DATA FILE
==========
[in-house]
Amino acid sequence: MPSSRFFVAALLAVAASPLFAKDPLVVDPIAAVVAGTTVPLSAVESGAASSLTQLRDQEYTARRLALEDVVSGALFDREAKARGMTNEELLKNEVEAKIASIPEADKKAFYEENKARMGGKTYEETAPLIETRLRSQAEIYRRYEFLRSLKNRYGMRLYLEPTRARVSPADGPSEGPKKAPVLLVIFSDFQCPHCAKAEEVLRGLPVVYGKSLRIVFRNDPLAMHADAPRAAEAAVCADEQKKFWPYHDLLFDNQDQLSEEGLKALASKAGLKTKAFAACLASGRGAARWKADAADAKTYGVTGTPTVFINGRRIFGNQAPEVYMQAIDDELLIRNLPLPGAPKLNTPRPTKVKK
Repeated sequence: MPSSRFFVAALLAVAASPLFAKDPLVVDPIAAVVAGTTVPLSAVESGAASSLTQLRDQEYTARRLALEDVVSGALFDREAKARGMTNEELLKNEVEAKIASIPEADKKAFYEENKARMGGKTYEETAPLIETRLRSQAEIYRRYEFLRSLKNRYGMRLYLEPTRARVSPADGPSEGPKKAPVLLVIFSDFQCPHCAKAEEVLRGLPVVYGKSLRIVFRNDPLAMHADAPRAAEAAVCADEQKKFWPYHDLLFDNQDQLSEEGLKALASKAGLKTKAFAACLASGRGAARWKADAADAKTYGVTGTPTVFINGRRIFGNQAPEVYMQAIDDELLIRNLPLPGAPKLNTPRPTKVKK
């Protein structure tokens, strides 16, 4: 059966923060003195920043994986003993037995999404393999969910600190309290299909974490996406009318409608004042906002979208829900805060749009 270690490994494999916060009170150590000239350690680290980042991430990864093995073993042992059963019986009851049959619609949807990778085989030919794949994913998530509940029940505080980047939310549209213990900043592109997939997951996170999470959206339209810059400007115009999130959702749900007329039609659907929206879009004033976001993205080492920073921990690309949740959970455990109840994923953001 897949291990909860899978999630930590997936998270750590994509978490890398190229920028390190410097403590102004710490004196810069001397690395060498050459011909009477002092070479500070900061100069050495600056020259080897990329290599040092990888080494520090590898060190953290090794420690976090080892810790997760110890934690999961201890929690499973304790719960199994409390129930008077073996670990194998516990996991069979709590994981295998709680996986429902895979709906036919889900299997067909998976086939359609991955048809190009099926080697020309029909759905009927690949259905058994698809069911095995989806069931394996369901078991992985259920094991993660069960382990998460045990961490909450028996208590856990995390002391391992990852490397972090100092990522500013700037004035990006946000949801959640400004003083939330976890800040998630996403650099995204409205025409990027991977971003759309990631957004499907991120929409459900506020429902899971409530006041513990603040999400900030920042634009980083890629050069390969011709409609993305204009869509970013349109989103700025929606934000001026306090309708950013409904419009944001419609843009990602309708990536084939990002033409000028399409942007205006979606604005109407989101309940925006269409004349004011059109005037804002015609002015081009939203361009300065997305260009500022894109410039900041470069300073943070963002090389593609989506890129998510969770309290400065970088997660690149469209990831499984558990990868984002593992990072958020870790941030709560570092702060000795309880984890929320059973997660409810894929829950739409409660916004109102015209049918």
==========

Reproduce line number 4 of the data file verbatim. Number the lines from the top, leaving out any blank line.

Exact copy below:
């Protein structure tokens, strides 16, 4: 059966923060003195920043994986003993037995999404393999969910600190309290299909974490996406009318409608004042906002979208829900805060749009 270690490994494999916060009170150590000239350690680290980042991430990864093995073993042992059963019986009851049959619609949807990778085989030919794949994913998530509940029940505080980047939310549209213990900043592109997939997951996170999470959206339209810059400007115009999130959702749900007329039609659907929206879009004033976001993205080492920073921990690309949740959970455990109840994923953001 897949291990909860899978999630930590997936998270750590994509978490890398190229920028390190410097403590102004710490004196810069001397690395060498050459011909009477002092070479500070900061100069050495600056020259080897990329290599040092990888080494520090590898060190953290090794420690976090080892810790997760110890934690999961201890929690499973304790719960199994409390129930008077073996670990194998516990996991069979709590994981295998709680996986429902895979709906036919889900299997067909998976086939359609991955048809190009099926080697020309029909759905009927690949259905058994698809069911095995989806069931394996369901078991992985259920094991993660069960382990998460045990961490909450028996208590856990995390002391391992990852490397972090100092990522500013700037004035990006946000949801959640400004003083939330976890800040998630996403650099995204409205025409990027991977971003759309990631957004499907991120929409459900506020429902899971409530006041513990603040999400900030920042634009980083890629050069390969011709409609993305204009869509970013349109989103700025929606934000001026306090309708950013409904419009944001419609843009990602309708990536084939990002033409000028399409942007205006979606604005109407989101309940925006269409004349004011059109005037804002015609002015081009939203361009300065997305260009500022894109410039900041470069300073943070963002090389593609989506890129998510969770309290400065970088997660690149469209990831499984558990990868984002593992990072958020870790941030709560570092702060000795309880984890929320059973997660409810894929829950739409409660916004109102015209049918």